The answer to how do factories make biscuits lies in their production process. In simple terms, biscuits are made in large industrial factories. The factories are built to be big enough to house hundreds of employees, while at the same time being able to churn out billions of biscuits every year. These factory buildings are built to be sturdy and very durable with extensive machinery to move ingredients efficiently, such as Pneumatic conveying systems. Find out more about how these systems transport food items at a site like Aptech, suppliers of Pneumatic conveying.
The way in which biscuits are made has a great deal to do with how the factory was designed. There are two types of factories that make biscuits: big and small. Big factory factories are usually found in major towns and cities. They are larger than traditional local bakeries and use many different types of equipment to bake and distribute biscuits across the country.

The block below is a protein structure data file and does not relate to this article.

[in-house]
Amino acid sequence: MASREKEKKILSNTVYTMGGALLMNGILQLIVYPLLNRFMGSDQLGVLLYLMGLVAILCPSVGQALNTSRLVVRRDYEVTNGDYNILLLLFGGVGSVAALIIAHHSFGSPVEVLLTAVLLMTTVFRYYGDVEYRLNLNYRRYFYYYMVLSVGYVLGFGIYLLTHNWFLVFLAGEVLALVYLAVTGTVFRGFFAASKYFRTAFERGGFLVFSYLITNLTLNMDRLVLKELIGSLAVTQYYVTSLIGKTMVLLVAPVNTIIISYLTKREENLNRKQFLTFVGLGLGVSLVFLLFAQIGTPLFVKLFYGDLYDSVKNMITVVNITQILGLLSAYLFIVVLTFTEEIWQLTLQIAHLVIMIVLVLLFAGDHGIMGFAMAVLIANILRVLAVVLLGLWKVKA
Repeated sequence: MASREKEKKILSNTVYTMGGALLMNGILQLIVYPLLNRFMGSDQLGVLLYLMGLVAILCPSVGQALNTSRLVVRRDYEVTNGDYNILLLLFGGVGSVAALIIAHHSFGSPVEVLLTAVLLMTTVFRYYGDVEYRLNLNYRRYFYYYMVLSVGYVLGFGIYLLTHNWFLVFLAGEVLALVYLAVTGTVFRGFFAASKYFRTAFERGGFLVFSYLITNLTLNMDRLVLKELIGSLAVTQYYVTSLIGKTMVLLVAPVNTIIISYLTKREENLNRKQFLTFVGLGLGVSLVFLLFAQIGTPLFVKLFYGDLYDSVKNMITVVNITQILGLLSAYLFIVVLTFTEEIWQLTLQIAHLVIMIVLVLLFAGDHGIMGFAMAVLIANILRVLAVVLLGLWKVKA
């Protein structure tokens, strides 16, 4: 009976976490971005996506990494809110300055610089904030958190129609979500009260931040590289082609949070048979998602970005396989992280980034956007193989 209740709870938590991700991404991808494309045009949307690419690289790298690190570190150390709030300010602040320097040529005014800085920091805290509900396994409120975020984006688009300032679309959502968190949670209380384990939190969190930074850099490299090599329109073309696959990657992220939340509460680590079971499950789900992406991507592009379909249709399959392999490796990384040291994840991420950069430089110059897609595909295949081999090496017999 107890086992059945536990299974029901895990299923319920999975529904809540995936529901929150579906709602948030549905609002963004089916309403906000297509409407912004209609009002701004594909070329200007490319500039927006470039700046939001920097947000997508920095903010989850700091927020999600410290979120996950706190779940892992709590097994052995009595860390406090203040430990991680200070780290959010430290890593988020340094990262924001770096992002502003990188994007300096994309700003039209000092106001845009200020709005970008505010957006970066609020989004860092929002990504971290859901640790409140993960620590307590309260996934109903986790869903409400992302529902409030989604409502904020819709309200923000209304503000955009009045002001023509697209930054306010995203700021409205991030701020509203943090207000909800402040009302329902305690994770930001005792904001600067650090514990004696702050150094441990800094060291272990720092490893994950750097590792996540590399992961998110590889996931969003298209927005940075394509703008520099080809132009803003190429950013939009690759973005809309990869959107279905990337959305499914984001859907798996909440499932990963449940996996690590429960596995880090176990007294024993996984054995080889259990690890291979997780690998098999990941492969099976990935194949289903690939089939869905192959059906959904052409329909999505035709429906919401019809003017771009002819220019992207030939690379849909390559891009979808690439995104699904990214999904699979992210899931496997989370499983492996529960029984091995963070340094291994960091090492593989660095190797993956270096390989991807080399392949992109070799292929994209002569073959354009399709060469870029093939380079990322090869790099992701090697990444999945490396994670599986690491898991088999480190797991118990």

Pneumatic systems can move small items without wastage, such as wheat, sugar, corn, oats and chocolate chips, for example! So, next time you dunk a biscuit into a cup of tea, remember the fascinating journey the ingredients took to form that complete biscuit!
Smaller factory bakers tend to specialize in one or two types of biscuit production. Often, they are made to order and only made at that bakery. Their distribution will be much smaller and more localised, and they might not have extensive production processes seen in larger manufacturing sites.